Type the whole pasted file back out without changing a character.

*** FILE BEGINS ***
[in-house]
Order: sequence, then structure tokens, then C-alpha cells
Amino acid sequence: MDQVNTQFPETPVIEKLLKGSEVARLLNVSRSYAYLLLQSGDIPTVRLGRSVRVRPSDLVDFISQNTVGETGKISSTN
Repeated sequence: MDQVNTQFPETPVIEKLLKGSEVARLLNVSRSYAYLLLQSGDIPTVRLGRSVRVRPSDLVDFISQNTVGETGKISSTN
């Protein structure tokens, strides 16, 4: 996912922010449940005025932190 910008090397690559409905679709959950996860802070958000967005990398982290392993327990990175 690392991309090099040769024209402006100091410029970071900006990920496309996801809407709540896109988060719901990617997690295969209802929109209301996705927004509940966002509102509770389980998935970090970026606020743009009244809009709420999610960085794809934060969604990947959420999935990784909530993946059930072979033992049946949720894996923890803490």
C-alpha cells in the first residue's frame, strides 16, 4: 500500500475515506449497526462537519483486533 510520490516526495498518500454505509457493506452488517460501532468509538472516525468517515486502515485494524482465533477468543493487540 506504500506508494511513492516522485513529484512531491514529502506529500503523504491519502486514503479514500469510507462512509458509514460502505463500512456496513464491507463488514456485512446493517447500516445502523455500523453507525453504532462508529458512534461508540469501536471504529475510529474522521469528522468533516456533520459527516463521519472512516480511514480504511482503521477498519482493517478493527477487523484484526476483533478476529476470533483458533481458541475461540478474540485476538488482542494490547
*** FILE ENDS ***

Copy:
[in-house]
Order: sequence, then structure tokens, then C-alpha cells
Amino acid sequence: MDQVNTQFPETPVIEKLLKGSEVARLLNVSRSYAYLLLQSGDIPTVRLGRSVRVRPSDLVDFISQNTVGETGKISSTN
Repeated sequence: MDQVNTQFPETPVIEKLLKGSEVARLLNVSRSYAYLLLQSGDIPTVRLGRSVRVRPSDLVDFISQNTVGETGKISSTN
């Protein structure tokens, strides 16, 4: 996912922010449940005025932190 910008090397690559409905679709959950996860802070958000967005990398982290392993327990990175 690392991309090099040769024209402006100091410029970071900006990920496309996801809407709540896109988060719901990617997690295969209802929109209301996705927004509940966002509102509770389980998935970090970026606020743009009244809009709420999610960085794809934060969604990947959420999935990784909530993946059930072979033992049946949720894996923890803490």
C-alpha cells in the first residue's frame, strides 16, 4: 500500500475515506449497526462537519483486533 510520490516526495498518500454505509457493506452488517460501532468509538472516525468517515486502515485494524482465533477468543493487540 506504500506508494511513492516522485513529484512531491514529502506529500503523504491519502486514503479514500469510507462512509458509514460502505463500512456496513464491507463488514456485512446493517447500516445502523455500523453507525453504532462508529458512534461508540469501536471504529475510529474522521469528522468533516456533520459527516463521519472512516480511514480504511482503521477498519482493517478493527477487523484484526476483533478476529476470533483458533481458541475461540478474540485476538488482542494490547